The first and foremost problem with that bit of armchair psychology was that I was a little off on the age. Assuming you'd call three decades "a little." Bob was born in 1911. While he had done some professional photography in his youth, that was not his life's career. He spent most of it, up to that point, in marketing and imports. That was his business. When he decided he'd had enough of that, he retired and launched his second career, to become one of the all-time successful aerial photographers.
Keep in mind that this was over 40 years ago, when being your late 50s was leaving middle age and knocking at the door of elderly, when you were supposed to be looking to your retirement and your leisurely golden years. Well, Bob ran that clock out for another four decades. Up until his mid-90s, his health and eyesight were still good enough that he was still flying and photographing.
Could he have had any notion when he published the first book that he'd still have a vitally active 35 years ahead of him? Nah. But did he assume he didn't? Nah. He just ran with it.
Was that a midlife crisis? I doubt it. He just decided he'd finished one phase of his life and it was time to enter a new one. But it could've been. It most certainly was a radical change. You're never too old for one of those.
Or, as James Taylor put it...well, see this column's title.
Ctein's regular weekly column appears on TOP on Wednesdays.
Original contents copyright 2013 by Michael C. Johnston and/or the bylined author. All Rights Reserved. Links in this post may be to our affiliates; sales through affiliate links may benefit this site.
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Featured Comments from:
Mark: "Please don't take offense, but that was my favorite column of yours. Ah, midlife. I just turned 56. Just finished a five mile hike with my dogs. They say it's freezing here in New York. I was wearing a new down jacket by Outdoor Research, super light and very warm. I was lucky enough to have worked for the government for 32 years. My dad told me when I was a kid, work for the government. You won't get rich, but you'll have job security, benefits and a pension. He was spot on. Now I collect my pension, having retired two years ago, work freelance in the same line of work, make a great living, have three months a year off, and love life. Red sports car? That is so me."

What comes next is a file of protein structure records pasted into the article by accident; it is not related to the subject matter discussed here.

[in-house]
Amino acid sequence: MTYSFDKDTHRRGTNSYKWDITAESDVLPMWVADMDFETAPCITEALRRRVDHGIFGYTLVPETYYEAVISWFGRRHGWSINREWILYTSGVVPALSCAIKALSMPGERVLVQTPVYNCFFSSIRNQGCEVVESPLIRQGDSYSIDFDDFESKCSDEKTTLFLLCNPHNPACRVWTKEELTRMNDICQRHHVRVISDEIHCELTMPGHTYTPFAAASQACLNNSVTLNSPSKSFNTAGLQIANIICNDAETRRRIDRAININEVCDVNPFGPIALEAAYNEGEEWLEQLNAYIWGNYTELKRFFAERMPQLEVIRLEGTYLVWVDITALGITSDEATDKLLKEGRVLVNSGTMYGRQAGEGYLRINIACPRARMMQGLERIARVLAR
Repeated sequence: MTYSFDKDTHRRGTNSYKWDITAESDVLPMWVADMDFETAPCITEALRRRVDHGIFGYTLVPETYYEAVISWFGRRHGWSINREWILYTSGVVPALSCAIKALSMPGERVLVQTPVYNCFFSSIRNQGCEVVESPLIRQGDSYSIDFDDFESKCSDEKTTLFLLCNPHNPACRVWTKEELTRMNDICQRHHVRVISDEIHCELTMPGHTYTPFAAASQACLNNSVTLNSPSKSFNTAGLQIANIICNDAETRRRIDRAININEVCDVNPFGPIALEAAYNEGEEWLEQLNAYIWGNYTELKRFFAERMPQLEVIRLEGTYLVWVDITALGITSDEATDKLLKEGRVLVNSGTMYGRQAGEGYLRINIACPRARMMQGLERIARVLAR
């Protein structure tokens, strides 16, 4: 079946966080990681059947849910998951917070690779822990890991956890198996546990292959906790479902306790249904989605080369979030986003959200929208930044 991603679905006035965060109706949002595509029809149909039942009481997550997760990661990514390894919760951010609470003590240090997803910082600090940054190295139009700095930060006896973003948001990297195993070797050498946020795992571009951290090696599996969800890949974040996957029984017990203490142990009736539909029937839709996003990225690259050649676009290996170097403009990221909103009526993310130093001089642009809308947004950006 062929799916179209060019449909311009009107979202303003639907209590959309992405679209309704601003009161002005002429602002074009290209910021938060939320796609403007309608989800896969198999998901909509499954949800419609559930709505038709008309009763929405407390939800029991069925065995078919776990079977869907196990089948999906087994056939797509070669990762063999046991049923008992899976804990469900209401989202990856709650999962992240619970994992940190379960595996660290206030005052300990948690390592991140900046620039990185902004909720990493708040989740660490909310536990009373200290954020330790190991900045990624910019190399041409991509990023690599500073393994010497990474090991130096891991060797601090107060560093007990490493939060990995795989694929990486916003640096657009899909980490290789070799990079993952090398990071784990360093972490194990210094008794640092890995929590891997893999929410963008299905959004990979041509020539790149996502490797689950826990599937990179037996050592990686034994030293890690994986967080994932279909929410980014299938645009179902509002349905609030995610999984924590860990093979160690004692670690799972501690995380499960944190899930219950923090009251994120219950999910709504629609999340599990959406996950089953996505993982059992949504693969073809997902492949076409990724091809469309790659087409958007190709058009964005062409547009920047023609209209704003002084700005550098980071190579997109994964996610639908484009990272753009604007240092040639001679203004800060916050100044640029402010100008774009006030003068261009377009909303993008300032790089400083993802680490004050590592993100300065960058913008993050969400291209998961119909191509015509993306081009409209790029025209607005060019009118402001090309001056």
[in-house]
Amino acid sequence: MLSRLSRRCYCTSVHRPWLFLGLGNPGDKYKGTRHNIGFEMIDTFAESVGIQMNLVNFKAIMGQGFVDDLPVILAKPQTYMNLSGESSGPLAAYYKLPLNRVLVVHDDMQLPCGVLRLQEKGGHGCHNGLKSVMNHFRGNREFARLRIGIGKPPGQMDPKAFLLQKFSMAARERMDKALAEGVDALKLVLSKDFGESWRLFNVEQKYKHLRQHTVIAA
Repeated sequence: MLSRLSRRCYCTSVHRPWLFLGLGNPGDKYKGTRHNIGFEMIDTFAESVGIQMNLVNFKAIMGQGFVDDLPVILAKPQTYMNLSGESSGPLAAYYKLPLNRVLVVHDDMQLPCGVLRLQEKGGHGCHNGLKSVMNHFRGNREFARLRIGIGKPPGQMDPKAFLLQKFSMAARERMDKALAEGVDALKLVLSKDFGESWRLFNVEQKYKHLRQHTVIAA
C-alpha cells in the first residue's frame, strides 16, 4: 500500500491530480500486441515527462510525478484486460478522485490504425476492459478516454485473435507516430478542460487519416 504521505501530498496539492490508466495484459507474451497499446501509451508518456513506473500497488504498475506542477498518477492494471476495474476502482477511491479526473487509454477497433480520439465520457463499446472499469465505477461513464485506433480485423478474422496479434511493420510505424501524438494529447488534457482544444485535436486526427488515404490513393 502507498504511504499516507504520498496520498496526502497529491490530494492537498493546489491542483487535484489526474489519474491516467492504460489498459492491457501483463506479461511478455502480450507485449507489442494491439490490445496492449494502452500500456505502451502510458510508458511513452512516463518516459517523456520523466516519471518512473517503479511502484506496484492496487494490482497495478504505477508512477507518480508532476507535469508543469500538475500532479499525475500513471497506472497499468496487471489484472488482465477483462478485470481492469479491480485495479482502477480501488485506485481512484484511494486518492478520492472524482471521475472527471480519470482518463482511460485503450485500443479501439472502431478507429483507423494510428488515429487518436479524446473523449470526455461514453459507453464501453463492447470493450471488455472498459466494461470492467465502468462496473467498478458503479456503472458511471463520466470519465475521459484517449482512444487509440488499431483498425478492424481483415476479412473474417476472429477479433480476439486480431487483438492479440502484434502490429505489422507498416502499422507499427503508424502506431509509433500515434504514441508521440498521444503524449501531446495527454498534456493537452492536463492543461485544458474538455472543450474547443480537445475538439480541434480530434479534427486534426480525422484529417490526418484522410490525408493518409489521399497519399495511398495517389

Tom Robbins: "Ahhh, this is a breath of fresh air on a cloudy winter day. Totally cheered me up."
David Miller: "Amen to your column, Ctein!
"My first two right-angle turns—career changes—were not prompted by dissatisfaction with my life at the time, but rather by a greater passion to do something else. From acting I moved to building stringed instruments when my 'between engagements' hobby of instrument-making became more satisfying than my gainful (sort of) work on stage. From there (after caring for a dying relative) I moved into health care because I found the rewards (for my heart, if not initially to my wallet) were even greater. The third change will be a little different: after being dragged gradually 'upwards' into a position with more administrative and fewer patient-care duties, I found myself in yet another meeting last week, thinking, 'This isn't what I came here to do!' I gave notice at the end of the meeting. This time I'll have a modest pension, but there's still a new double career waiting in the wings: I plan to garden and learn to draw. (Why drawing? Because I can't achieve what I want to with photography alone.)
"There have been three common features in each of the changes: 1) The decision has been instantaneous and completely confident; there has been no drawn-out internal debate. 2) The decision has been triggered by passion; I have listened to my heart. And 3) I have shown absolutely no instinctive aptitude for the next career, but only a burning desire to do it and do it well. So far the system seems to be working very well for me.
"Have a great next 40 years, Ctein…but above all, have a great day today!"